Agustina Woodgate: Power-Line. Spinello Projects, Miami

Beyond specific description, Agustina Woodgate’s works are of interest because the product of careful research; they are objects that set off a poetics that brings to a halt the relentless mechanism of late capitalism and its complex socioeconomic system to open up interstices of subjective flight.

By Adriana Herrera
Agustina Woodgate: Power-Line. Spinello Projects, Miami

The installation National Times is a perfect example of mechanisms designed to interrupt or to alter the incessant flow of the modalities that control our lives. In this work, Woodgate (Argentina, 1981) effects a defamiliarization that enables us to perceive the functioning of those modalities. The work was conceived in Washington, D.C, where the artist was invited by the D.C. Commission on the Arts and Humanities to present, a nomadic and multi-lingual open-format radio station that always addresses the same topic of conversation, mainly mobility (and, therefore, immigration). The radio project tours from city to city in order to create networks of “encounter, debate, reflection, and criticism of a collective nature” to “decentralize and demonopolize information networks.”

The first Sunday in November is the day when the clocks are set back in the United States and, as a result, it has a total of twenty-five hours. For all of them, a conversation with that number of participants—among them an astronomer from the United States Naval Observatory—took place. The conversation, which was aired from a truck, discussed policies that regulate public time. National Times was the fruit of that nomadic conversation that ensued while the truck drove around the city, visiting places like 16th Street, where the Washington Meridian—the place latitudes and time were marked before the Greenwich Meridian—was located. Woodgate explains that “control of time is a control of power”: the GPS run at the naval observatory in Washington is only made available to certain countries. National Times consists of forty-one clocks taken from an old elementary school; they are set up such that one of them is connected to a satellite and, hence, controls all the others. Though the clocks that were activated on September 5, Labor Day in the United States, should be in synch, they end up showing different times. Woodgate has altered the minute hands so that they slowly erase the numbers as they make their way around the face of the clock. In their flight from time itself, they mark a poetic act of liberation.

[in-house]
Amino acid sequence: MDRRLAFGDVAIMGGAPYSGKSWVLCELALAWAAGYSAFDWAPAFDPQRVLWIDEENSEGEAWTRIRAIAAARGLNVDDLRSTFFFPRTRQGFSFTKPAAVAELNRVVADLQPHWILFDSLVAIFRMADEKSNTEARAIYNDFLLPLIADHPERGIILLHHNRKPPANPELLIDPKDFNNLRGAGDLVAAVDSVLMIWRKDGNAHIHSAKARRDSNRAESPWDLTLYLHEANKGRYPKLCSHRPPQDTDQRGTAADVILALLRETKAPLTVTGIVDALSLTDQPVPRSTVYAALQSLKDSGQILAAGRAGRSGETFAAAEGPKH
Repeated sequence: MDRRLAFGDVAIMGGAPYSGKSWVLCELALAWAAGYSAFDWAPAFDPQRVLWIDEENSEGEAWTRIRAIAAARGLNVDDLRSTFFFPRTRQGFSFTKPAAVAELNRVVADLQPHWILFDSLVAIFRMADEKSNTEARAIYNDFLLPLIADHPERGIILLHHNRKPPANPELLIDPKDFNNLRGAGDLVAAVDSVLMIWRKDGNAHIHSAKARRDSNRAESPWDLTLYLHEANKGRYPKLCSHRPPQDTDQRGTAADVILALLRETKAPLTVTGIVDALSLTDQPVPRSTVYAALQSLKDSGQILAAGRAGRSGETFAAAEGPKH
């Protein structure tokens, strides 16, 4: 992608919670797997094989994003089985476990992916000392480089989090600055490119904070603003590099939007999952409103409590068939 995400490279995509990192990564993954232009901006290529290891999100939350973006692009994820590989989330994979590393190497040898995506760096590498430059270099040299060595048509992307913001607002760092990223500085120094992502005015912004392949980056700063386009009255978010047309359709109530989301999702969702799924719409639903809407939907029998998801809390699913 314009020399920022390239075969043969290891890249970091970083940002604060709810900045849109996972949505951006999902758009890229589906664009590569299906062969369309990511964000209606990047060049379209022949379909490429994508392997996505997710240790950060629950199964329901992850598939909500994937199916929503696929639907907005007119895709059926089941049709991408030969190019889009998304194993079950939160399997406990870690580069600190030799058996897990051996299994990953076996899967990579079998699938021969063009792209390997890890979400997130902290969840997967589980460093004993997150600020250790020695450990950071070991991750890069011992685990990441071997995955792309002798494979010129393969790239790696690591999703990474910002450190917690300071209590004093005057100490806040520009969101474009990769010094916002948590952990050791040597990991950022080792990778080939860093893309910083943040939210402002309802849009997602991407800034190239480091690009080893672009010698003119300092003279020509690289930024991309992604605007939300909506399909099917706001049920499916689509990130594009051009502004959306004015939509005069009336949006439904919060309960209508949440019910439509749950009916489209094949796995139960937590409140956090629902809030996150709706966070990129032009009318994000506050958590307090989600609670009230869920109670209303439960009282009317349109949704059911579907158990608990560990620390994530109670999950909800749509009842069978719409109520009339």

In another installation, Woodgate makes use of blown-glass hourglasses that hold the damp air of Florida as well as the amount of the minimum wage in that state: in each hourglass, $8.05 was pulverized. That amount is the title of a piece that dialogues with earlier works by—for instance—Duchamp, Meireles, and Claire Fontaine, a work exposed to the unpredictable action of time. 8.05 reflects the instability of the minimum wage while also exercising resistance by affirming the value of time that is art: the piece does not cost the minimum wage times ten, the number of hours it took Woodgate to pulverize the eight bills. It costs, rather, $6,000—a sum that validates how long it took the artist to envision a piece of undeniable formal beauty and critical power.